Next to that we also see: “Some contractors — such as Interserve — had been drawn into services through private finance initiative projects, which packaged up the construction with the service delivery” and that is where the Falklands come back into the limelight, the model of services without construction is a very different part in all that and only if there are long term settings in place, the Falklands does not fit that bill. Now, I can understand perfectly that Defence stated: ‘You can do that, if you also do this!‘ It makes perfect sense, yet that is not really shown in the larger picture and if the other projects are below zero whilst the service elements are still part of the costing, we see a shifted picture, implying that they are hiding behind the ‘recycling’ part, yet the overall image was not as rosy, it was flawed on a much larger scale. This is how I personally see it, and so far my view has been shown to be correct. So if the nightmare continues Coltrane gets all the cream (or the bulk of it) and they can continue, the rest is screwed in a massive way and there will be no Rohypnol available when the tooth fairy comes by stating: ‘Wide open please!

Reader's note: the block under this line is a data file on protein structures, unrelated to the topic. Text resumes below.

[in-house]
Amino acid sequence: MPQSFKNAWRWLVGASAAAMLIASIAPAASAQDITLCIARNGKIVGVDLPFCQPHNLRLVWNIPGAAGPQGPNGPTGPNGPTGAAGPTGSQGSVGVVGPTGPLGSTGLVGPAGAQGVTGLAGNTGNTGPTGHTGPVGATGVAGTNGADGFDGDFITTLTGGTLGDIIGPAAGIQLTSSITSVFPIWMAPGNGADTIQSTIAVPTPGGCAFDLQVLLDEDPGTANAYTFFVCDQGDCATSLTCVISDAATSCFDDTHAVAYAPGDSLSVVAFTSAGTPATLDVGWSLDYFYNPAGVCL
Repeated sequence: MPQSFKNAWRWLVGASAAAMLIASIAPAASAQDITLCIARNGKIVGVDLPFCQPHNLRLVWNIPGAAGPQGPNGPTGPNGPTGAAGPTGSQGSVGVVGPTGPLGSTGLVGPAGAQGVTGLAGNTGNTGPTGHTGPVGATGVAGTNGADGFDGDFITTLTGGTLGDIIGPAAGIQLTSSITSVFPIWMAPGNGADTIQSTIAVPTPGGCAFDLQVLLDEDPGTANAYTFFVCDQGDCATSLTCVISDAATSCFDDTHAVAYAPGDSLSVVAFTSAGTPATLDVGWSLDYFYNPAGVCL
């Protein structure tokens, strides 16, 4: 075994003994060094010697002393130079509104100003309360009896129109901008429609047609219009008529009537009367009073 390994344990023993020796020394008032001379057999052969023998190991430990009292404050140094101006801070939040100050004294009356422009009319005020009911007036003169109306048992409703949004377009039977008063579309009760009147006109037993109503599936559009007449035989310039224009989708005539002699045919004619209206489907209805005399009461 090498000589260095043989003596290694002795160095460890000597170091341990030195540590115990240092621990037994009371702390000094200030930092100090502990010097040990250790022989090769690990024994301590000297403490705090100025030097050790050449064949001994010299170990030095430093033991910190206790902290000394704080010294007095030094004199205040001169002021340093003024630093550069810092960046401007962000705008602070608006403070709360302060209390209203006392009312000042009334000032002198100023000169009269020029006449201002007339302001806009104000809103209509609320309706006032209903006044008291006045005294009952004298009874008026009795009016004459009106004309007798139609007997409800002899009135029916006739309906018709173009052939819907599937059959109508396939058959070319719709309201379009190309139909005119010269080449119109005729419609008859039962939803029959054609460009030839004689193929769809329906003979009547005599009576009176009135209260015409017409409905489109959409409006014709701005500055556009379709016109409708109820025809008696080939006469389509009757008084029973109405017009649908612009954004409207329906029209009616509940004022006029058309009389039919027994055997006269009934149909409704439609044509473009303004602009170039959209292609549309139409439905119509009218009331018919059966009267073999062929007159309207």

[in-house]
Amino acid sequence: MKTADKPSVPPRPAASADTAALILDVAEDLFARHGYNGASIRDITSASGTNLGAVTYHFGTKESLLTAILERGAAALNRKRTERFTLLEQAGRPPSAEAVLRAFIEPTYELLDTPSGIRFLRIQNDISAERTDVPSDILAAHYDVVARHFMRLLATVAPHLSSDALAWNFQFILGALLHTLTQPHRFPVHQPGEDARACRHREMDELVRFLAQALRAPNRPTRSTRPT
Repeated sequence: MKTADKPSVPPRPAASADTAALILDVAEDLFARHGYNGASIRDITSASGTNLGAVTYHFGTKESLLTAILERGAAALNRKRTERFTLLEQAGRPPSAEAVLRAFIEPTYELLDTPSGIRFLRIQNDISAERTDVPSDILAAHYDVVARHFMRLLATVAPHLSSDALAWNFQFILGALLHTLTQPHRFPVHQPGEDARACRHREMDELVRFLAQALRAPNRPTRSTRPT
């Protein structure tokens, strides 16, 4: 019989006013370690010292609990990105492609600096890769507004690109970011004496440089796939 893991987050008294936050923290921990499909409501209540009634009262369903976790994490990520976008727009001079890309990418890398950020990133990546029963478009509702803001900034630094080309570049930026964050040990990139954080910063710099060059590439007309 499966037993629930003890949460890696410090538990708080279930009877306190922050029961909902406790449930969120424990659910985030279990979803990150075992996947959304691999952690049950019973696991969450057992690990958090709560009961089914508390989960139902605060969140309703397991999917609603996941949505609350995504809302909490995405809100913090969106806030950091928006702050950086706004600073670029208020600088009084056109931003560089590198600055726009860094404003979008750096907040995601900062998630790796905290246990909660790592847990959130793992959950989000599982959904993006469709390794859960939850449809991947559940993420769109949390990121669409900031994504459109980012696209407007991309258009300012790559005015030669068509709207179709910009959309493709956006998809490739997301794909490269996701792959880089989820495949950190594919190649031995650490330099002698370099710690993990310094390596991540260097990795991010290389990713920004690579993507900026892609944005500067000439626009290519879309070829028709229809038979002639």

The news does not end there

Just hours ago, the Financial Times gives us (at https://www.ft.com/content/79f20d9a-463d-11e9-a965-23d669740bfb) ‘UK outsourcer Capita posts big fall in profits‘. It is not nearly a sign of the times, it is crunch time, and the service required from certain parties can no longer be afforded. So when we see: “outsourcer faced a decline in work from local authorities, underscoring the challenge of overhauling the business“, that was never ever a secret, the cash is close to gone. Other solutions need to be sought out and that was a given before Brexit started. Brexit will allow the UK to get back up stronger, but it will be after a nasty negative wave, there was never any doubt on that. I informed my readers of that clear danger for years. So this is not news, I never gave consideration to the impact on outsourcers (not my call of duty), but those who work in that field should clearly have been equally aware, that part can be proven without the shadow of a doubt. In all this, from my personal point of view, when we see a 5% drop in revenue, whilst we also get “pre-tax profits fell 26 per cent to £282.1m last year“, we see a more dangerous path in that. It means that the setting of service versus construction (or better the stage of basic profit) has not been correctly set by these players and it merely shows the dangerous path that Interserve has been on for the longest of times. This could have been clearly predicted on a few data mining pathways.

I am now making a speculative view on a speculative stage based on a data stage that might not even exist. I will pose questions to the data board of Interserve:

  1. Show all projects that yielded above £2 million profit
  2. Link to these all directly linked service projects
  3. Link to that all indirectly linked service projects.
  4. Now show final profits for these data trees.
  5. Add to this the elements staff required and cost of staff